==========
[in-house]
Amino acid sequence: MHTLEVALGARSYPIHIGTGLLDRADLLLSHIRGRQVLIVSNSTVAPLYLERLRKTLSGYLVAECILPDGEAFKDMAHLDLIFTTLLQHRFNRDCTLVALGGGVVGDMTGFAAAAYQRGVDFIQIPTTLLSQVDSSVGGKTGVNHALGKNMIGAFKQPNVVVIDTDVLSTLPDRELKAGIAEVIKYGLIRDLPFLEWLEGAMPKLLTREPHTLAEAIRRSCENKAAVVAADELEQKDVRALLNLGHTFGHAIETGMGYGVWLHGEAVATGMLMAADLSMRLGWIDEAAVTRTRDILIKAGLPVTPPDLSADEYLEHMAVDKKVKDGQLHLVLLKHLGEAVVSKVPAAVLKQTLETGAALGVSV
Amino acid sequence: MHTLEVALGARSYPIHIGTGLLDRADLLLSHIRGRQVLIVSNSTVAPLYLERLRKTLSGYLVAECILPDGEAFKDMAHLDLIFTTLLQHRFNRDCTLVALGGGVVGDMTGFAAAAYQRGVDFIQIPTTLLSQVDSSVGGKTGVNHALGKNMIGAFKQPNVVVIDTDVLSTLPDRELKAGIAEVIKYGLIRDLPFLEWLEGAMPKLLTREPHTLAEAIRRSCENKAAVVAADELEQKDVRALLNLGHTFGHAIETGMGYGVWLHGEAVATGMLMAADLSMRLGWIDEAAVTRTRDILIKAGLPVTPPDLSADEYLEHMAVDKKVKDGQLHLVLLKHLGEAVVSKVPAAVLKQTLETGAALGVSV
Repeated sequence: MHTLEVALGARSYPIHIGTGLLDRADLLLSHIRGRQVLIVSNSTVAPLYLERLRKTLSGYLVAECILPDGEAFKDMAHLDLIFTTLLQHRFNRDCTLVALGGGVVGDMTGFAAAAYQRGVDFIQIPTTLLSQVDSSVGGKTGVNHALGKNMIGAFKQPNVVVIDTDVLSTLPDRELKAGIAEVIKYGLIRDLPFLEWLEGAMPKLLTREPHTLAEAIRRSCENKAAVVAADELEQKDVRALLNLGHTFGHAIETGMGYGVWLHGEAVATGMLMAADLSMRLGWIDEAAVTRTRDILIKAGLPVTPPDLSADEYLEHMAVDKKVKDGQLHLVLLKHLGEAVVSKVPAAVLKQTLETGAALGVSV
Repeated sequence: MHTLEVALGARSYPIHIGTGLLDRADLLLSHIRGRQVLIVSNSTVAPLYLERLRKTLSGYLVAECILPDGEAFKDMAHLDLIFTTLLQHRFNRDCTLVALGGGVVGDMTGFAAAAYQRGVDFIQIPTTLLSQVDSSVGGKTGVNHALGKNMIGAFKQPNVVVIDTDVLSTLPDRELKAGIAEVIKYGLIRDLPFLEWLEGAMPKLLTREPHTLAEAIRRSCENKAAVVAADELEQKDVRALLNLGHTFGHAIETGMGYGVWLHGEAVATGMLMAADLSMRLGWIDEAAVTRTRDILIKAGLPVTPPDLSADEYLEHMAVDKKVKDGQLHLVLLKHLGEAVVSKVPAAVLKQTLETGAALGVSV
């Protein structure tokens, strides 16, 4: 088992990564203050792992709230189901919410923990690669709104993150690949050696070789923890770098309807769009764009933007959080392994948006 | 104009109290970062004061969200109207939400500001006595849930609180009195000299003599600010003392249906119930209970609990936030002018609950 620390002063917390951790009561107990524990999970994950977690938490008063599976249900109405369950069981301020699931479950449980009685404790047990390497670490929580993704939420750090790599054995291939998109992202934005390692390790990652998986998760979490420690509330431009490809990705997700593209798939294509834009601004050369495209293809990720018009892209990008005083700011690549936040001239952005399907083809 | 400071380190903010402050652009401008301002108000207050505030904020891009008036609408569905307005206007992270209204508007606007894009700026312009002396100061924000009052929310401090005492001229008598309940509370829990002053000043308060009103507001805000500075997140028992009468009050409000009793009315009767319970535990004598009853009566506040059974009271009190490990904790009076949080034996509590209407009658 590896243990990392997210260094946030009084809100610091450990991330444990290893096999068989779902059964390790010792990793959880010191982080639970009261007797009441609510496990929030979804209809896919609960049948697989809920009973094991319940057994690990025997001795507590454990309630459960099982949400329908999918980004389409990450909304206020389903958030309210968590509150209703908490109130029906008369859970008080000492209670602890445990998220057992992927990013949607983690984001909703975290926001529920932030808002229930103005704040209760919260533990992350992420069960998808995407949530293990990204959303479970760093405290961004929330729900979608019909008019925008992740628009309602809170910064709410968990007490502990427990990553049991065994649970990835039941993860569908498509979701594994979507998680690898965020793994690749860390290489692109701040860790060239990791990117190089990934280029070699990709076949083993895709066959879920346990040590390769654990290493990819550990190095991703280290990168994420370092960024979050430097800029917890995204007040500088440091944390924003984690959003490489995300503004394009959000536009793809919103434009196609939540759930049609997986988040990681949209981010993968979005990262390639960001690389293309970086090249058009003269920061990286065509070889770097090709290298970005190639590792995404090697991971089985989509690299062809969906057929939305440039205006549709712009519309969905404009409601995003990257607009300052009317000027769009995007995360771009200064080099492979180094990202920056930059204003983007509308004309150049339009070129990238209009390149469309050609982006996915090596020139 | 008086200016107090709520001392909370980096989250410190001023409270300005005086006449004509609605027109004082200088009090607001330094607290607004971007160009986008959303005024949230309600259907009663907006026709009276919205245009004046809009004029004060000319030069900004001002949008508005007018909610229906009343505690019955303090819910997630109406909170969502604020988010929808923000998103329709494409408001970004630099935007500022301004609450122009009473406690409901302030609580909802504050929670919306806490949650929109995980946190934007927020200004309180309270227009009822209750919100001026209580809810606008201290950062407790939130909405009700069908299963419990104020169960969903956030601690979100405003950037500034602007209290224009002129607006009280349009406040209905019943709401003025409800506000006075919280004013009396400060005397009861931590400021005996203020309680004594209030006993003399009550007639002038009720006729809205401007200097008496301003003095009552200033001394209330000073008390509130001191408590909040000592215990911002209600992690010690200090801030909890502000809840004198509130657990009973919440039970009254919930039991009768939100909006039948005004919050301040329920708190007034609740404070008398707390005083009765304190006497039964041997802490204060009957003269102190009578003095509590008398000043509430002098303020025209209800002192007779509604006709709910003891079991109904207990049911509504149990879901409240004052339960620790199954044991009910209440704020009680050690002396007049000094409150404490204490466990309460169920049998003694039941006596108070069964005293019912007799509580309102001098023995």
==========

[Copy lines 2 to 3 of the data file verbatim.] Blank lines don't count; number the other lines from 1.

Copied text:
Amino acid sequence: MHTLEVALGARSYPIHIGTGLLDRADLLLSHIRGRQVLIVSNSTVAPLYLERLRKTLSGYLVAECILPDGEAFKDMAHLDLIFTTLLQHRFNRDCTLVALGGGVVGDMTGFAAAAYQRGVDFIQIPTTLLSQVDSSVGGKTGVNHALGKNMIGAFKQPNVVVIDTDVLSTLPDRELKAGIAEVIKYGLIRDLPFLEWLEGAMPKLLTREPHTLAEAIRRSCENKAAVVAADELEQKDVRALLNLGHTFGHAIETGMGYGVWLHGEAVATGMLMAADLSMRLGWIDEAAVTRTRDILIKAGLPVTPPDLSADEYLEHMAVDKKVKDGQLHLVLLKHLGEAVVSKVPAAVLKQTLETGAALGVSV
Amino acid sequence: MHTLEVALGARSYPIHIGTGLLDRADLLLSHIRGRQVLIVSNSTVAPLYLERLRKTLSGYLVAECILPDGEAFKDMAHLDLIFTTLLQHRFNRDCTLVALGGGVVGDMTGFAAAAYQRGVDFIQIPTTLLSQVDSSVGGKTGVNHALGKNMIGAFKQPNVVVIDTDVLSTLPDRELKAGIAEVIKYGLIRDLPFLEWLEGAMPKLLTREPHTLAEAIRRSCENKAAVVAADELEQKDVRALLNLGHTFGHAIETGMGYGVWLHGEAVATGMLMAADLSMRLGWIDEAAVTRTRDILIKAGLPVTPPDLSADEYLEHMAVDKKVKDGQLHLVLLKHLGEAVVSKVPAAVLKQTLETGAALGVSV